The Apollo spacecraft was designed as part of the Apollo Program, by the United States in the early 1960s to land men on the moon before 1970 and return them safely to earth. This goal was set forth by President Kennedy after the first flight of the Mercury Space Program. The spacecraft was made up of multiple units or stages that worked together to perform the mission of landing on the moon and returning safely to earth. The main components of the Apollo spacecraft were (going from top to bottom) the launch escape system, the Command Module, the Service Module, the Lunar Module and the lunar module adapter. These stages together would sit atop the launch vehicle.
The principle was Lunar Orbit Rendezvous: A rocket would launch the spacecraft to the moon. The spacecraft would fly to the moon and orbit it. A smaller portion of the spacecraft would land on the moon and return to lunar orbit. Then a portion of the spacecraft would return to earth.
Command Module (CM)
The Command Module was the control center for the Apollo spacecraft and living quarters for the crew. It contained the pressurized main crew cabin, crew couches, control and instrument panel, optical and electronic guidance systems, communications systems, environmental control system, batteries, heat shield, reaction control system, forward docking hatch, side hatch, five windows and the parachute recovery system.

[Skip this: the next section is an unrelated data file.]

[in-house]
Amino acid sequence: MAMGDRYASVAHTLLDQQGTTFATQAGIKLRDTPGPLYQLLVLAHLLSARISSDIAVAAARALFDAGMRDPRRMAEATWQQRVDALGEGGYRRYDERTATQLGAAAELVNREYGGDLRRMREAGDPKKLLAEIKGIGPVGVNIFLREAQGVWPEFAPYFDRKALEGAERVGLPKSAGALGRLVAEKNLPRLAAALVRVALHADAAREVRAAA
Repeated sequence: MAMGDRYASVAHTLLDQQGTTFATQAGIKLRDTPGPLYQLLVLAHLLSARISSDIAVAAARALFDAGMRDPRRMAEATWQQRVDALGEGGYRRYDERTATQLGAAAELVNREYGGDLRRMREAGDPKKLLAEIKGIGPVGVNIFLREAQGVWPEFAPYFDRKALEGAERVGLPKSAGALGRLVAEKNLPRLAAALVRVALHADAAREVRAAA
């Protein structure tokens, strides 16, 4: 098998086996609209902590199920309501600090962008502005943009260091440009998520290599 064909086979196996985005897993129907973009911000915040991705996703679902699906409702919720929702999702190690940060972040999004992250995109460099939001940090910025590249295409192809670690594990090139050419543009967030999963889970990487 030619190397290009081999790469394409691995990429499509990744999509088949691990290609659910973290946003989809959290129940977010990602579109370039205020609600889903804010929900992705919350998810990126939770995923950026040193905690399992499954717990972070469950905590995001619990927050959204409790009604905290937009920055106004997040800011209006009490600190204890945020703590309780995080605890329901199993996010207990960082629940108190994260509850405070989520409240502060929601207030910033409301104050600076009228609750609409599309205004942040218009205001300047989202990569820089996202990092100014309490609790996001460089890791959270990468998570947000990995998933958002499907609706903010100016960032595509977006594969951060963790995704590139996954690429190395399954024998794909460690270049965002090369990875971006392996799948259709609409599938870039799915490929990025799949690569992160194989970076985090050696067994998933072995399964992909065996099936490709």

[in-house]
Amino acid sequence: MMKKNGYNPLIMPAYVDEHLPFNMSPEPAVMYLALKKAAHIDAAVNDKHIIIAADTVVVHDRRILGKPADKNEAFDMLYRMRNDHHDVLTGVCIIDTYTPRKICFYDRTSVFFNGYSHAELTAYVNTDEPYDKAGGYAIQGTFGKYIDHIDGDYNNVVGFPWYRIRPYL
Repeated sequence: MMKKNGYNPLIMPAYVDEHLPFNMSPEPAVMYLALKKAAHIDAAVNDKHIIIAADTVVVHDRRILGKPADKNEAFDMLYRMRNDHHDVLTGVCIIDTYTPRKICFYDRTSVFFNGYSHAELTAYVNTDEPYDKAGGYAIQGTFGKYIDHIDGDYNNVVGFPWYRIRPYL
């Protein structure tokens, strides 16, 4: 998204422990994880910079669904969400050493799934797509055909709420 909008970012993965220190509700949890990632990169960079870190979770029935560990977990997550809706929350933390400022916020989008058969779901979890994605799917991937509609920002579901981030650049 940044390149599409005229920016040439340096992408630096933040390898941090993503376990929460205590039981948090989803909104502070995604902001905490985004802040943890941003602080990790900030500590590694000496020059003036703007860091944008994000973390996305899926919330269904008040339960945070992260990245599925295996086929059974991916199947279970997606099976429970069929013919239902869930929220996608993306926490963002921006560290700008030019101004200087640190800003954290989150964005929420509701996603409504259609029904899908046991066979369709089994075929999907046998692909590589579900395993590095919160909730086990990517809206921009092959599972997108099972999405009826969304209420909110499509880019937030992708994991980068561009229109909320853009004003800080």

Service Module (SM)
The Service Module was a portion of the spacecraft that was unpressurized and contained fuel cells, batteries, high gain antenna, radiators, water, oxygen, hydrogen, reaction control system and propellant to enter and leave lunar orbit, and service propulsion systems. On Apollo 15, 16 and 17 it also carried a scientific instrument package, mapping camera and a small sub-satellite to study the moon.
A major portion of the service module was taken up by propellant and the main rocket engine that placed the Apollo spacecraft into and out of lunar orbit. The main rocket engine was also used for mid-course corrections between the earth and the moon. It was capable of multiple restarts. During Apollo 13, a tank heater thermostat fused closed, causing gases in an oxygen tank to vaporize and melted the casing on the wires to the tank stirring fan. During flight when the tank fan was turned on, a spark from short caused insulation surrounding the oxygen tank to ignite, increasing pressure inside the tank to the point of rupture. It remained attached to the Command Module throughout the mission. It was jettisoned just prior to reentry into the Earth's atmosphere.
Lunar Module (LM)